i could ramble on about my million-dollar Kickstarter and where that million dollars actually went (actually, i already did that, in a blog over here)…and i could tell you that i wish i had enough money to hire a second tour bus and put eight full-time musicians on salaries. but the funny thing is: i actually don’t. i don’t wish that. not right now.
because this isn’t about money. for me, this is about freedom. and about choices.
i’ve never come under fire for crowdsourcing food…but can you see the parallel? you could call us out for not putting our money to the local falafel joint, or for not hiring a cook for the tour. but that’s not the way we see it. we just see the joy around the table backstage as the rider wine flows and everybody involved has a good hang.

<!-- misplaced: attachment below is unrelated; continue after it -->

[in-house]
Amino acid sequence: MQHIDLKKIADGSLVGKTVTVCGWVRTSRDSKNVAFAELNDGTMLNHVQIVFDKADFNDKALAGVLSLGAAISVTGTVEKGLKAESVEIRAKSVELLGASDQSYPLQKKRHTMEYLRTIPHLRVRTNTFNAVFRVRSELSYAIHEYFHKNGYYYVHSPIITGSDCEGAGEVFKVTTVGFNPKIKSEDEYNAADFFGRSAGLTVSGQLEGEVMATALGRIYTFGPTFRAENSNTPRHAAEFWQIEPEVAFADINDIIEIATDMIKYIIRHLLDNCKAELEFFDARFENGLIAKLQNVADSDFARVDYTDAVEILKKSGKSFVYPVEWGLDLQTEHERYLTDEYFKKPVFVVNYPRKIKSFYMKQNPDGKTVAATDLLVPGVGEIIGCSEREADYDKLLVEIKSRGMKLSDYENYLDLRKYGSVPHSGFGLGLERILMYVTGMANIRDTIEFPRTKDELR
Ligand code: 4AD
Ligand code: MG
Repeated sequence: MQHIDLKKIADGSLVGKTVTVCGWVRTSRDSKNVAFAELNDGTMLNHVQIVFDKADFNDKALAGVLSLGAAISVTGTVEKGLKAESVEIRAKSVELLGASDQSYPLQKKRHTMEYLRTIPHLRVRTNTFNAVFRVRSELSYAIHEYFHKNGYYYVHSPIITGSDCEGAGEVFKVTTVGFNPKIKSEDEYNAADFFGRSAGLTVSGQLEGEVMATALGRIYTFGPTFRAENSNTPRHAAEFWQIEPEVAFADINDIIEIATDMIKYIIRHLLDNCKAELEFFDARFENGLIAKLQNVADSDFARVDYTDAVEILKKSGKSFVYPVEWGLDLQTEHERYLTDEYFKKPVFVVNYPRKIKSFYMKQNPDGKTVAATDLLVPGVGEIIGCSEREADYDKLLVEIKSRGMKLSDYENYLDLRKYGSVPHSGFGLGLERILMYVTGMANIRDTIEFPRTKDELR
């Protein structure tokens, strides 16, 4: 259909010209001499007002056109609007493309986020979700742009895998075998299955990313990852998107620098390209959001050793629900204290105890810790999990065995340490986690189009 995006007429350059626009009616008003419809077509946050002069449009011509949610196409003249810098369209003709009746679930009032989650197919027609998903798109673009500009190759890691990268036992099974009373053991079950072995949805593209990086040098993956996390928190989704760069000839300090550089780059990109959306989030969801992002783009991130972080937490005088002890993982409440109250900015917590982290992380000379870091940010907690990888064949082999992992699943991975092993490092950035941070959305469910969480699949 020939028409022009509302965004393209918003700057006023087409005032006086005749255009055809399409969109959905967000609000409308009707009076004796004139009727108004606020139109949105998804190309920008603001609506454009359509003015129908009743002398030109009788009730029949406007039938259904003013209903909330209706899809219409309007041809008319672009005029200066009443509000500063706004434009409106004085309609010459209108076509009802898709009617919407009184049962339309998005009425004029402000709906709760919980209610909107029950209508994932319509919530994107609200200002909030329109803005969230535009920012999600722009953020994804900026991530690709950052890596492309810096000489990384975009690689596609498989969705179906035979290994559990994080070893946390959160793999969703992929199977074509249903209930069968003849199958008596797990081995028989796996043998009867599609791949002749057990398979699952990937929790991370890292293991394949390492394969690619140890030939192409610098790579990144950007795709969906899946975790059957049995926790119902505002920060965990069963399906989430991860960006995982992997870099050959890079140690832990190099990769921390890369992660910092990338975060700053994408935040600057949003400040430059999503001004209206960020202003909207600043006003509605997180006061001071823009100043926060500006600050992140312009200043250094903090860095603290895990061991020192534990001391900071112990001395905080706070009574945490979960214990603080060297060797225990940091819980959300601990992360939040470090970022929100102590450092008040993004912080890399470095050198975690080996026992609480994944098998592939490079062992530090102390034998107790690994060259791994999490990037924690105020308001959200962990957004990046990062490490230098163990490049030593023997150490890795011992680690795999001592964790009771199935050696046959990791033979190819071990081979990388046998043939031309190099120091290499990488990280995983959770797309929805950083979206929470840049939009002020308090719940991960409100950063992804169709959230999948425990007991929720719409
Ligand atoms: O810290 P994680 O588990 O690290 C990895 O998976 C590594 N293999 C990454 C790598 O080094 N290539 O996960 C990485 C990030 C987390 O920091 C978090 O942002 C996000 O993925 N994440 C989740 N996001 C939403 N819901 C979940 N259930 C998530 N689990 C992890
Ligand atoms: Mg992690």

it’s an inexact, unpredictable science. and that’s part of why it’s great.
the volunteer musicians have been the same. we’ve been doing this for over a year now.
sometimes we get seasoned pros, sometimes we get people who barely play at a high school level.
sometimes it’s a lot of work. and every night, we work with who and what we’ve got.
i would never criticize or judge you for drawing your own lines and deciding how to value your talent and time.
more power to you, for real. it takes a strong commitment to do that, and i wish you luck.
in exchange, i’d ask that you not criticize us because we belong to a different culture, where we’re playing a different game, with different rules.
Worth noting as well, one cellist’s case in support of Palmer’s plan – though she got paid for it playing with her:
I was overjoyed to have the chance to play with Palmer when she came through San Francisco in July.